I became involved in therapy because my wife pressed the issue with me. I was disgruntled at first and a little unnerved at the prospect of opening up my can of worms to a virtual stranger. Once I got started though, I found myself needed to speak freely about what was troubling me. As my sessions progressed a wider arena of awareness came to me.
I began to understand more about myself and the bigger picture concerning my family situation. I can’t begin to explain what an eye-opener it was for me to discover that my wife and I indulged in a cross-battering relationship.
We had married fairly young and perhaps for the wrong reasons, but to my recollection things went pretty well the first couple of years. After our first child was born my wife displayed behavior that was hard for me to cope with. Perhaps the stress of parenthood overwhelmed her because she’d quickly loose her temper, yelling and speaking abusively to both me and our child; of course I realize now I could have handled my reactions to the situation differently by not responding with counter violence.
I remember watching the fierce interaction between my parents which had a profound effect on me as a child. My parents were basically good people but both had problems they never resolved. Dad loved to drink and on his days off spend his time at the local tavern. I dreaded coming home from school because I knew he’d be drunk. When he got tired of family life, he’d sign up for a stint the Merchant Marines, leaving his parents to fill the void of his absence. Mom had her good points but I could never stand to be around her. She had a tongue like a sailor and never had patience with any of us. I suppose I feared the sharp, volatile side of her nature because she could display such a maniacal rage. What I detested most about my mother, I unknowingly emulated as an adult in my own marriage.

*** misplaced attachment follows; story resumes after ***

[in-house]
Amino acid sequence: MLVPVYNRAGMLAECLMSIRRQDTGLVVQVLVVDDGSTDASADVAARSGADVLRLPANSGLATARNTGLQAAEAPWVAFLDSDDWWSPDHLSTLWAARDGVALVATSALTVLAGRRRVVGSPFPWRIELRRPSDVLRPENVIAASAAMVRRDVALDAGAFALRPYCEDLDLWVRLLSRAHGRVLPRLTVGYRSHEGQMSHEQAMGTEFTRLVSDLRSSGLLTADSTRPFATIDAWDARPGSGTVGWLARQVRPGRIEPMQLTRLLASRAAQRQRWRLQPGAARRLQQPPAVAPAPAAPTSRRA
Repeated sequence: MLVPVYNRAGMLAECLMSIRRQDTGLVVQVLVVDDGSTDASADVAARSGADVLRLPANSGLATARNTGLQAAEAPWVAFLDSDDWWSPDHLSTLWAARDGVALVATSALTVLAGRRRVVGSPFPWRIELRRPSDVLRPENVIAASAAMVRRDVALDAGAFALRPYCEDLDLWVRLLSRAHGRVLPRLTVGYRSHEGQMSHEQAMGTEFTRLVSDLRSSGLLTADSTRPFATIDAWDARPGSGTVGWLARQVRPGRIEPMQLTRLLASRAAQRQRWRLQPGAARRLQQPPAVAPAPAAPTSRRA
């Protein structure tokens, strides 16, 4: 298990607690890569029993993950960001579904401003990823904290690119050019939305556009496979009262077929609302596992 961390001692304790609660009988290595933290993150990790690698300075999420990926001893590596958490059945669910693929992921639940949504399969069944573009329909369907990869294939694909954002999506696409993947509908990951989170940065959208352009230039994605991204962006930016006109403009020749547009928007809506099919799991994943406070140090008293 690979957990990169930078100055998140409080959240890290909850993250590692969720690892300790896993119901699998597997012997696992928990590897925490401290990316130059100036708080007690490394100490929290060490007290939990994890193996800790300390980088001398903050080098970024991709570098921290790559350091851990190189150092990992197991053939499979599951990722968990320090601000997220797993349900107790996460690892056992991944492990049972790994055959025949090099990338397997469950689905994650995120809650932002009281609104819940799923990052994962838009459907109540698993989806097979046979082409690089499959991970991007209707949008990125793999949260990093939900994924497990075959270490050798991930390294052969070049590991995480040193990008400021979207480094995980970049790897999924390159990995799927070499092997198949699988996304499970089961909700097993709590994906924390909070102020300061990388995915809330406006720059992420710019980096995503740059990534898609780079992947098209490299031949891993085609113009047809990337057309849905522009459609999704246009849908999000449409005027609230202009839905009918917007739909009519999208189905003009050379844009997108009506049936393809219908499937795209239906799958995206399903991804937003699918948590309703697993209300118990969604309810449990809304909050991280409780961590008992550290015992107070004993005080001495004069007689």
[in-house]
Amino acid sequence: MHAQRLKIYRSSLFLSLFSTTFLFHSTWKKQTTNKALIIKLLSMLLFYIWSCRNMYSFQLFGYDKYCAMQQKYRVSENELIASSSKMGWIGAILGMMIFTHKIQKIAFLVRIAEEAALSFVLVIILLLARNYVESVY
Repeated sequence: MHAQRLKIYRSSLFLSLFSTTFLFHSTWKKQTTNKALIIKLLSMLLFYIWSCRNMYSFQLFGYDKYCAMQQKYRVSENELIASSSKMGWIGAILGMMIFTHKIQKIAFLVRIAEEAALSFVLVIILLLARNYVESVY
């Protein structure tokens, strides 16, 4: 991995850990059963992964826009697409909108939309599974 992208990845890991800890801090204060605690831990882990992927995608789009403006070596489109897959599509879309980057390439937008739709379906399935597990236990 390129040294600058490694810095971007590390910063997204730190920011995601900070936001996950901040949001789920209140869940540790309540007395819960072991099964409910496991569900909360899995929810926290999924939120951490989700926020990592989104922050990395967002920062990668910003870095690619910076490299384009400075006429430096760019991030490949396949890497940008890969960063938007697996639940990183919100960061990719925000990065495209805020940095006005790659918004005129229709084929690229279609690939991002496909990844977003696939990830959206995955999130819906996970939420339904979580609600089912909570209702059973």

During the time in therapy I’ve come to learn that I’ve got to take responsibility for my violent actions, whether past or present. My wife and I must both share the responsibility for the violence that has taken place in our marriage. But she must learn to be accountable for her own actions and to seek help with her own battery issues. The road is hard and it takes time courage, and strength not to indulge in the violence and cross-humiliation we’ve been used to.
Daily I make a commitment not to batter my wife or children, physically, emotionally or verbally, no matter how irritating the situation, I renew this commitment daily to live without resorting the violence, especially when I see the effects its had of my own children. My greatest hope in my own life, and that the cycle will cease in my children’s lines and not continue after them.